come and wall off the infection.
After the disease is halted, Dr.
Lovell said, the T. B. victim can
lead a fairly normal life, though
still needing daily rest.
In his two years as a T. B. pa-
tient, Dr. Lovell spent most pe-
riods of his time in discussion
with his roommates-a Chinese
chest doctor, a Turkish engineer,
and a former classmate in medi-
cal school.
He also worked up a corre-
spondence with people in 15 dif-
ferent countries.
Gift Adds New
Art Magazin
To 'U' Library
Insurance Magnate
Gives Subscription
A luxurious, costly new fine arts
magazine will be added to the col-
lections of the University libraries,
thanks to a recent gift.
George W. Carter, president of
the Michigan Insurance Company,
has donated two $150 a year sub-
scriptions to "Nation's Heritage"
to the University.
* " ':
ONE COPY WILL grace the
shelves of the rare book room of
saUshelveswillRFGRFtaoin RRR
the Clements Library, while the
other will appear in the periodical
room of the General Library.
"Nation's Heritage" attempts
to give a dynamic picture of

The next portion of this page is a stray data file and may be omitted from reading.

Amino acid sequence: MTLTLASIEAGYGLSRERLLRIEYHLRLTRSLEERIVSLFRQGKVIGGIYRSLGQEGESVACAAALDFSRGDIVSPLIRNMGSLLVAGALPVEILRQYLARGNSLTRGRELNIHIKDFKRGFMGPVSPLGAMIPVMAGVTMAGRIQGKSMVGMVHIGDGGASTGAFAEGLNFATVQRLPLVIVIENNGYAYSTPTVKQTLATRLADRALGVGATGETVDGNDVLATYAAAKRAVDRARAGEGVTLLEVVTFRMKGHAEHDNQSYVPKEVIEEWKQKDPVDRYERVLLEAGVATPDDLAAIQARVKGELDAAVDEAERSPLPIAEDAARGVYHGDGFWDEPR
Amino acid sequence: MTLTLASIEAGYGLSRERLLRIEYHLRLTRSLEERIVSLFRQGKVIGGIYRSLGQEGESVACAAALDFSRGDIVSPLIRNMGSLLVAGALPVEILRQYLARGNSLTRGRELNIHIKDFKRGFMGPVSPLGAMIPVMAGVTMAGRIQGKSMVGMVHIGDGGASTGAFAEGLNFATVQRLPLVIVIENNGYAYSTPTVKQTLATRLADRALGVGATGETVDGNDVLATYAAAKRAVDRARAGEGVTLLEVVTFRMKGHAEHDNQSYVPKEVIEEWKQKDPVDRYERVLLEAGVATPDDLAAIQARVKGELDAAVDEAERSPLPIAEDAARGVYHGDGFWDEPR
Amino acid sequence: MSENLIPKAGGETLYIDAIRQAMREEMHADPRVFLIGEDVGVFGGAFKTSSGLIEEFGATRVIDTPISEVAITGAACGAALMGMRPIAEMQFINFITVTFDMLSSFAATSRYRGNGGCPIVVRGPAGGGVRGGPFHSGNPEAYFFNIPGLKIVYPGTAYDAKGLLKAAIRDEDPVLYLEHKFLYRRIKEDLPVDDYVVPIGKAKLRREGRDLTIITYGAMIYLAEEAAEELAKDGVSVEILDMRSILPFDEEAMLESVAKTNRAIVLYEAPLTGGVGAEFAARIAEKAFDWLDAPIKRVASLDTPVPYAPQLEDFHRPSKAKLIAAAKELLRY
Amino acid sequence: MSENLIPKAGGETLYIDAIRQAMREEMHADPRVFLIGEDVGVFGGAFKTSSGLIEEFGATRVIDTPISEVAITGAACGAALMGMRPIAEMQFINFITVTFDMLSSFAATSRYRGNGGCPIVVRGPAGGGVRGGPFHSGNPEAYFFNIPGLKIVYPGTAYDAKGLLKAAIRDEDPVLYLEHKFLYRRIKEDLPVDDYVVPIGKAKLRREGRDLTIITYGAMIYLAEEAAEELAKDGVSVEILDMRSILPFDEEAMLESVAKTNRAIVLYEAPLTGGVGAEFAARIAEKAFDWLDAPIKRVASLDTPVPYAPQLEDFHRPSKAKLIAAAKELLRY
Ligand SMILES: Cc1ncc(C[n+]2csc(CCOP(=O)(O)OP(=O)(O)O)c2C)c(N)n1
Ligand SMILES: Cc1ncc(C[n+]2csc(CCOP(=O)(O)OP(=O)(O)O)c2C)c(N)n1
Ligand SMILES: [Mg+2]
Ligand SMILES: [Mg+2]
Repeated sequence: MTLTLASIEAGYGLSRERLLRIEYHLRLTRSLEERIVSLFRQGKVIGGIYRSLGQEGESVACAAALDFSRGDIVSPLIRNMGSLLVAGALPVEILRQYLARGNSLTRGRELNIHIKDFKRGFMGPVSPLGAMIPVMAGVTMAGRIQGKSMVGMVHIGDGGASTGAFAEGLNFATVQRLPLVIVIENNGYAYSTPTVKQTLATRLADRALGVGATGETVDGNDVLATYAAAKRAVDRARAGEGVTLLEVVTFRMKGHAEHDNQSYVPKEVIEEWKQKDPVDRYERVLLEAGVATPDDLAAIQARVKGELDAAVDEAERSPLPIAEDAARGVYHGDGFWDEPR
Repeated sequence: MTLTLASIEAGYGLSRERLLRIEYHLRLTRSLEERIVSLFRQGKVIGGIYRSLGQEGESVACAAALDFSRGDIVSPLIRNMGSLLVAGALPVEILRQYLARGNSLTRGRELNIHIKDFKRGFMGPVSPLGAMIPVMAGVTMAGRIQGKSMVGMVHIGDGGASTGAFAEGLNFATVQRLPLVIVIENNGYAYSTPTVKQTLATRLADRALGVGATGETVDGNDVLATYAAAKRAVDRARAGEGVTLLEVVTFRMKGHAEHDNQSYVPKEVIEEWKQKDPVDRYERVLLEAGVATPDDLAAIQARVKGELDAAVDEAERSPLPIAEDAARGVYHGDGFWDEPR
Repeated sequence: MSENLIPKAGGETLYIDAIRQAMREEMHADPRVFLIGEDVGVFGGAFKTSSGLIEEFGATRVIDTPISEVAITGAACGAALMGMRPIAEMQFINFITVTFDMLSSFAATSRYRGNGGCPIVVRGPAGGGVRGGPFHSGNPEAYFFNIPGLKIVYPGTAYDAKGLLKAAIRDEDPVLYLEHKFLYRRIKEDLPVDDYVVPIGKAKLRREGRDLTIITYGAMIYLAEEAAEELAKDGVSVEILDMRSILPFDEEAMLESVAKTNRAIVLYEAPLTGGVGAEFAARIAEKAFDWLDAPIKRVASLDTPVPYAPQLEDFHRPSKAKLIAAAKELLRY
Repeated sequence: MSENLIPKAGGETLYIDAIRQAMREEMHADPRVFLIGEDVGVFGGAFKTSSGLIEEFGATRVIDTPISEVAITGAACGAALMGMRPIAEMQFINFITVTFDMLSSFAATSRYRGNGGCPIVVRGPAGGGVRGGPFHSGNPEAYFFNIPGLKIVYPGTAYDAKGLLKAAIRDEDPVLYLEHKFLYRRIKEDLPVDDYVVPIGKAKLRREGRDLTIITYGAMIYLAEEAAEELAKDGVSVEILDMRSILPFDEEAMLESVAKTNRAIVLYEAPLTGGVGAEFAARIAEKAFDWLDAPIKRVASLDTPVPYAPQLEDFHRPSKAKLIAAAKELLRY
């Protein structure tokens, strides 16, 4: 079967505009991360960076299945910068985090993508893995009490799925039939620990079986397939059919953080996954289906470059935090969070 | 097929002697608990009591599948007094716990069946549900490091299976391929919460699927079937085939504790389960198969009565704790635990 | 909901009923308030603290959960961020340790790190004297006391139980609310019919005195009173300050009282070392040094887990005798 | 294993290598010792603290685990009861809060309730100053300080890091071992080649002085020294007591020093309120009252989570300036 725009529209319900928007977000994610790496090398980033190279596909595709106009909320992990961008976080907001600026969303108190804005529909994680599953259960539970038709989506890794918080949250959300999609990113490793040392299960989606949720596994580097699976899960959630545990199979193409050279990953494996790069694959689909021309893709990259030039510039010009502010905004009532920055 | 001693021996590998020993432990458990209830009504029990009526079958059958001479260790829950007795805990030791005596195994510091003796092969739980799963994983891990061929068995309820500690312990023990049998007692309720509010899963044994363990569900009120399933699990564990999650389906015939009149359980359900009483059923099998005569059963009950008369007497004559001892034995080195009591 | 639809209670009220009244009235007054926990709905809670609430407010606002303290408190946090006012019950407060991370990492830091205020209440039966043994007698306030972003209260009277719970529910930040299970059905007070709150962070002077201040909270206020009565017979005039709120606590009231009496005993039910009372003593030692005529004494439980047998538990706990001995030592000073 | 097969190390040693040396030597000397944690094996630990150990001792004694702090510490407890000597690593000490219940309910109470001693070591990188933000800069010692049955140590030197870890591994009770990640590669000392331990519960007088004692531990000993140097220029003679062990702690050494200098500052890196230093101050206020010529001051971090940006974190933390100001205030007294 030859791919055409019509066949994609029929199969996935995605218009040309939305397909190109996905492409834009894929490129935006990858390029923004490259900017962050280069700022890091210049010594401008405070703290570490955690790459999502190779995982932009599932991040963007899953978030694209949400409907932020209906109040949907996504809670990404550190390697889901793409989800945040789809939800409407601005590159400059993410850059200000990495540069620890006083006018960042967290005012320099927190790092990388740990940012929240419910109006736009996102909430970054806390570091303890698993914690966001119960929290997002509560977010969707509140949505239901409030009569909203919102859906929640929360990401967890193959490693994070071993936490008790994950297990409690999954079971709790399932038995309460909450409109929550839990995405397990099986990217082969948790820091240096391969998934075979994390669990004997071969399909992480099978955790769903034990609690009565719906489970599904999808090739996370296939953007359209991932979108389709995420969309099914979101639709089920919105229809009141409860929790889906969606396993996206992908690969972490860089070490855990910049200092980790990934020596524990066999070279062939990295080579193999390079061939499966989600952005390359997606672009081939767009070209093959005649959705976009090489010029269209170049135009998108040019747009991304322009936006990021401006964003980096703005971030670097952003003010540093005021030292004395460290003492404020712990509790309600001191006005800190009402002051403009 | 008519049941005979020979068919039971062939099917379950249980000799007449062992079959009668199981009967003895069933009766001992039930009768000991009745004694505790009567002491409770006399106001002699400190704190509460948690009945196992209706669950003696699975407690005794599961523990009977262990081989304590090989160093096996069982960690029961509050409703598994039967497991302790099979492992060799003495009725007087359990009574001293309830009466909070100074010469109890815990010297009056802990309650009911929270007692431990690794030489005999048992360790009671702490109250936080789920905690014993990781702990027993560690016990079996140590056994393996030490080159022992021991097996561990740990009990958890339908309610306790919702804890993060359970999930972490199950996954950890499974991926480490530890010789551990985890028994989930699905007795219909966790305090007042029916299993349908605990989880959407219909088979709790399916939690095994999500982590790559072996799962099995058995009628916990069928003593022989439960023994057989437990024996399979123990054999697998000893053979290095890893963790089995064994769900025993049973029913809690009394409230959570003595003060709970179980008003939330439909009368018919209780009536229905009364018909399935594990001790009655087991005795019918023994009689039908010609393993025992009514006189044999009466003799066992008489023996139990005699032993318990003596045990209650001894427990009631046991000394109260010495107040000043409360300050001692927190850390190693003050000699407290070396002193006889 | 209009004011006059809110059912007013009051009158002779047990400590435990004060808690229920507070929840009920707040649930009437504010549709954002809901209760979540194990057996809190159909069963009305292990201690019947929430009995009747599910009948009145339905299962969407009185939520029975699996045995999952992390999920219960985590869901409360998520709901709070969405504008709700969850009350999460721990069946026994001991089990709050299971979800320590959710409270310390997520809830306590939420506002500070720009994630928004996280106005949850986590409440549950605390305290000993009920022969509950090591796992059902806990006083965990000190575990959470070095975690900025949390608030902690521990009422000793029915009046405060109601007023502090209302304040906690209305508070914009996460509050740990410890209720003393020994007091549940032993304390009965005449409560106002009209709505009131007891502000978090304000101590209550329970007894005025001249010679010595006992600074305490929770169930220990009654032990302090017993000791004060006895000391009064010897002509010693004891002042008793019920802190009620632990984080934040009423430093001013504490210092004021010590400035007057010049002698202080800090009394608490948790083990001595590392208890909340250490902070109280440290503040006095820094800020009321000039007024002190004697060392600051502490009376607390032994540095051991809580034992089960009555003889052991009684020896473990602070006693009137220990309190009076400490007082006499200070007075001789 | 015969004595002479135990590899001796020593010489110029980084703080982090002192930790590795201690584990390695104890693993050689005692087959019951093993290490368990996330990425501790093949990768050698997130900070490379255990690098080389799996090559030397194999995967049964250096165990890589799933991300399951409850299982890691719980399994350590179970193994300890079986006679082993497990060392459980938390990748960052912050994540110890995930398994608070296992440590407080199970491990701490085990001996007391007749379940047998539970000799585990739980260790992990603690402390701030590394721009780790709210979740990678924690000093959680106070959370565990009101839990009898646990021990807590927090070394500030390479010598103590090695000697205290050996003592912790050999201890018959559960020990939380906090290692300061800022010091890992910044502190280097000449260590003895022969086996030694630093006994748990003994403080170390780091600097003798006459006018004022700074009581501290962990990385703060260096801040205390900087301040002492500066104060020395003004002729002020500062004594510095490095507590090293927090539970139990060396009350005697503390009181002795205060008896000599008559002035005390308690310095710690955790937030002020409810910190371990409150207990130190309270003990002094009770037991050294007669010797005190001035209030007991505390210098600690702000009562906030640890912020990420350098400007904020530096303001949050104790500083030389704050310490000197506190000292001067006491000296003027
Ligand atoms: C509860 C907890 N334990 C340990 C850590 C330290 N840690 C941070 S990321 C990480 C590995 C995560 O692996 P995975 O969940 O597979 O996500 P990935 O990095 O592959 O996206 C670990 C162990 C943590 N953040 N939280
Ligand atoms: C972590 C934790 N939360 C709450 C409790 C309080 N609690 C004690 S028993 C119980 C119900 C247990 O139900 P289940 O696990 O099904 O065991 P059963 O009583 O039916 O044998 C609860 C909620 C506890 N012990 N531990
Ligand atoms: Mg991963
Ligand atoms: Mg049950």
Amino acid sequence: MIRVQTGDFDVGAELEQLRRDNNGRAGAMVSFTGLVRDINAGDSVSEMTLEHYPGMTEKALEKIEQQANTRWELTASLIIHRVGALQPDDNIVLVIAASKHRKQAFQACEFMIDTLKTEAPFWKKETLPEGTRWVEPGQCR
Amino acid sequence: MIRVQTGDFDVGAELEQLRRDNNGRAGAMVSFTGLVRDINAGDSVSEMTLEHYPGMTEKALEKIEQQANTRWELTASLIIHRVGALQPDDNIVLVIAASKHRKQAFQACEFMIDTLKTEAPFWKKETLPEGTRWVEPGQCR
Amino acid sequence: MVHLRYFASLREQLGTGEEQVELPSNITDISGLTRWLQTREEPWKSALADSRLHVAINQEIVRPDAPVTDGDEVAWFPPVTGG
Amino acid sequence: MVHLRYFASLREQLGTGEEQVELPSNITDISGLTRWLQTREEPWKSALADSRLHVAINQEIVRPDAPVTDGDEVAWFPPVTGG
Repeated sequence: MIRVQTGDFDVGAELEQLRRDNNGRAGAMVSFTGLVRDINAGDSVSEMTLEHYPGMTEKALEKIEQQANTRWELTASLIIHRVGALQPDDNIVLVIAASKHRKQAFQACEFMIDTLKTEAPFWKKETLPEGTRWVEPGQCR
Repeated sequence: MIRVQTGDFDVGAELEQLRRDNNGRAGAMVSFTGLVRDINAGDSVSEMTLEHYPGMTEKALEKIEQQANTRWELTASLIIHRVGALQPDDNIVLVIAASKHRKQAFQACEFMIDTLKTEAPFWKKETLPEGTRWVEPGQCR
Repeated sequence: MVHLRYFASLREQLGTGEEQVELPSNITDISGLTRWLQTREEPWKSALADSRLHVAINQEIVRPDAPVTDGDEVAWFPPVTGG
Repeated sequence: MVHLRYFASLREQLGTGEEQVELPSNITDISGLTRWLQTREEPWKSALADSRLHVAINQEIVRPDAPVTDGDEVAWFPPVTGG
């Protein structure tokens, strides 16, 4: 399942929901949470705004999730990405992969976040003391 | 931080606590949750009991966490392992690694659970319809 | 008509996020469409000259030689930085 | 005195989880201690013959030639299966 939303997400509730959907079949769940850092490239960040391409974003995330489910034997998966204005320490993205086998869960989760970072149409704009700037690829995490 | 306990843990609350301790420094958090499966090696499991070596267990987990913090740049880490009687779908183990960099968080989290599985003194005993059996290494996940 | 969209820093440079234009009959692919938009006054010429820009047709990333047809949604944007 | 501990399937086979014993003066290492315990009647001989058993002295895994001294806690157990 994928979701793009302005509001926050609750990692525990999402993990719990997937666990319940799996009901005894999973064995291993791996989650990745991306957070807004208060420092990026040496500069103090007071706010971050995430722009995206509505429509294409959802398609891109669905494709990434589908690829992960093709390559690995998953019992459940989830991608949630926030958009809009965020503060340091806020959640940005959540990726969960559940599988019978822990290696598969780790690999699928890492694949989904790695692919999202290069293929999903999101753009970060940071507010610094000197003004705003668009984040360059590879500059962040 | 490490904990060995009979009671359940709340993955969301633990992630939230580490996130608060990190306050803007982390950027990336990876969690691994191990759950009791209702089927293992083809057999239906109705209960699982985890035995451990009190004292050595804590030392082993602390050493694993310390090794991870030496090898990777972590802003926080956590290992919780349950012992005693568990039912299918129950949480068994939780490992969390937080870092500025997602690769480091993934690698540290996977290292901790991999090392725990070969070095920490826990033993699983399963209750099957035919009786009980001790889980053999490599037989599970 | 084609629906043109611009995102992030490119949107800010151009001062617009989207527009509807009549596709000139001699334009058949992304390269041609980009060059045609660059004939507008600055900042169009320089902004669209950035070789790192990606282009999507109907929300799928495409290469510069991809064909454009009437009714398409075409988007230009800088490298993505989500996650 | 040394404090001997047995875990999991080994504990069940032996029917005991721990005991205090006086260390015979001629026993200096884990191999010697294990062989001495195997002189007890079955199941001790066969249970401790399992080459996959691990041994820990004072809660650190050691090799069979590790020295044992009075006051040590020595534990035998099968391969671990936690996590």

America, based on the philos-
ophy of the contents of the
Freedom Train.
The magazine spares no expense
to present photographs, etchings,
and woodcuts illustrating every
phase of Anerican learning,
homes fine arts, and industry.
In view of its valuable artistic
content, "Nation's Heritage" will
be used as reference material in
Fine Arts I. Since individual copies
sell for $30. fine arts studercs will
oenefit in more ways than one
Iron the latest of the University's
Iat'percd Cats
EGYPT --Information uncov-
ered by the World Book Encyclo-
pedia indicates that the ancient
Egyptians thought a lot of the
cat. When a feline died it was
made into a mummy and buried
in a special cemetery. Mummified
mice and saucers of milk were
placed alongside the cat to take
care of its needs in the after life.

C U A R D I N G F R E N C H MI N E ..S.tl-helmted umbile giuards patrol the Charles mine
in the St. Fdtienne district of o'ltral France after takin it over froA striking orkmen.


Committee Maps Campaign
To Collect $5,000 for WSSF

Campus grouls lined up to a throughout Europe necessitated
the World Student Service Funlld F setting up rest centers for stu-
drive for $5.000 yesterday as the dents and segregation of those
central committee announced its with the active disease from'
plans. other run down students.
Iitcr Guild. TFC. the Newman Up to 10 per cent of all students
Club, hillel and the Barnaby Club were found to have infectious tu-
have undertaken work for th(' berculosis in some parts of Greece.
drive- according to a W.S.S.F. report,